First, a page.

Could I forgo this all together by excluding the business transactions and reimbursement amount from my budget when it arrives effectively making it seem to ynab as if business transaction don’t exist? My thought here is that our expense system tracks that for me so I can handle this business outside my personal budget. 

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    • Hi flame3912 ! If those business transactions are happening in your personal, on budget accounts, you'll want to make sure that your accounts reflect reality—and include those. That way you won't run into trouble when you reconcile your accounts!

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  • So would there be a way to handle business transactions on a personal card while not having a temporary overspend warning? At this point, it doesn't *seem* like it, so I was trying to find workarounds. I really hate having an overspent category that has nothing to do with my personal finances.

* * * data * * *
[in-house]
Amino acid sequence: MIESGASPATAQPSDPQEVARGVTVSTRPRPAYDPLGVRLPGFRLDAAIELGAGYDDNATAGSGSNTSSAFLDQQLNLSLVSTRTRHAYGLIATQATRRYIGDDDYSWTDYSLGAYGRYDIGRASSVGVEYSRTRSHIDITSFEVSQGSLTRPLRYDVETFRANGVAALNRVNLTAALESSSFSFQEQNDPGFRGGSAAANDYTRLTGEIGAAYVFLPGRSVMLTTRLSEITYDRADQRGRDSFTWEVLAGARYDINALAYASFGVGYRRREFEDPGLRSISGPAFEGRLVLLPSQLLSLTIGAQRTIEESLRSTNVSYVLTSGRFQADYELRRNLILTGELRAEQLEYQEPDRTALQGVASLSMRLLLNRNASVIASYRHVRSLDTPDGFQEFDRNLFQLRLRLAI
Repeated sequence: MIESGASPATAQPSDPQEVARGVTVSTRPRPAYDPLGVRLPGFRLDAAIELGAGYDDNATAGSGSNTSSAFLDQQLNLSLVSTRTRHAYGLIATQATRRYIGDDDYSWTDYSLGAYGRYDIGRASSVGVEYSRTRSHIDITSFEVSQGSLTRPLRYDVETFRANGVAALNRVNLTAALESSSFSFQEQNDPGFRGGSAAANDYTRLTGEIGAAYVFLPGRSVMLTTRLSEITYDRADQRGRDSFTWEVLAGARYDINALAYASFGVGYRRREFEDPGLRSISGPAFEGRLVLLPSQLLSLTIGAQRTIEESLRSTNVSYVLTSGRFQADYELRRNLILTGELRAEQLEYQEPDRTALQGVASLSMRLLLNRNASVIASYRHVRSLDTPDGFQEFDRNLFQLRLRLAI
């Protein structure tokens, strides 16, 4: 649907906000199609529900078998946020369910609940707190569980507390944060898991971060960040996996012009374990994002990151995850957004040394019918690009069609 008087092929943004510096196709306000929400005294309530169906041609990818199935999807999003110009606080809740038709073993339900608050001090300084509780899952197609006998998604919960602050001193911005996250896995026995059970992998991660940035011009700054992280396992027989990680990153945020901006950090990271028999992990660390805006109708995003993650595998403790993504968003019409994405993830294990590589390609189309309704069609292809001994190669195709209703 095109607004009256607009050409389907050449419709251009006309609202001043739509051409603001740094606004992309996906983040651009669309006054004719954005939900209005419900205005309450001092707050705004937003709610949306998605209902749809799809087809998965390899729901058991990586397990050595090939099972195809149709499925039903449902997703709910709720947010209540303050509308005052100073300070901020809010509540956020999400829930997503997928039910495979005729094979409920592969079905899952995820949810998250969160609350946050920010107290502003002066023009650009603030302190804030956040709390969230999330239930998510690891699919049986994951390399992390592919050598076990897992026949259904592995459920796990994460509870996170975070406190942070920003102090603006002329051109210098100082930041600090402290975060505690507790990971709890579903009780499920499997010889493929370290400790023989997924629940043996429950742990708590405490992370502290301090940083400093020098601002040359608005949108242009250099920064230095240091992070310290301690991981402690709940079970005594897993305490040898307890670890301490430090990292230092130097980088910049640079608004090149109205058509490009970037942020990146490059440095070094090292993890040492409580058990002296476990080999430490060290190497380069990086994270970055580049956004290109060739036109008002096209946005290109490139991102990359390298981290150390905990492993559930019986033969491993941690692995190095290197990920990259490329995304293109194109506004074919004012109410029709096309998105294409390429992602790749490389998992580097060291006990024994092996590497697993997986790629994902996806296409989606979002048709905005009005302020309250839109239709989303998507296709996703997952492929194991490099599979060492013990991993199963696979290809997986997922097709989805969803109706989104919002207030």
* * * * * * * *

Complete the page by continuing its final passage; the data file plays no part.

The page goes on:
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    • flame3912 Since those funds have left the budget, even though only temporarily, that category will show as overspent. The only way to prevent that overspending warning is to budget for the spending. If you use a credit card, the overspending won't subtract funds from your budget when the month rolls over, but the warning will still be there.

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    • Faness  is there anything on the roadmap to handle this a bit more elegantly? Notification fatigue is a real thing and I suspect it's going to have a noticable impact for those of us with this use case.

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    • Hi Hot Pink Mermaid !

      We don't have a public road map of future features, but this isn't a feature currently in development (or listed on our What’s Up Next page). We're working on a way to make future features and the feature request process more transparent, but you can still submit a Feature Request to let our development team know exactly how you'd like to see reimbursements handled.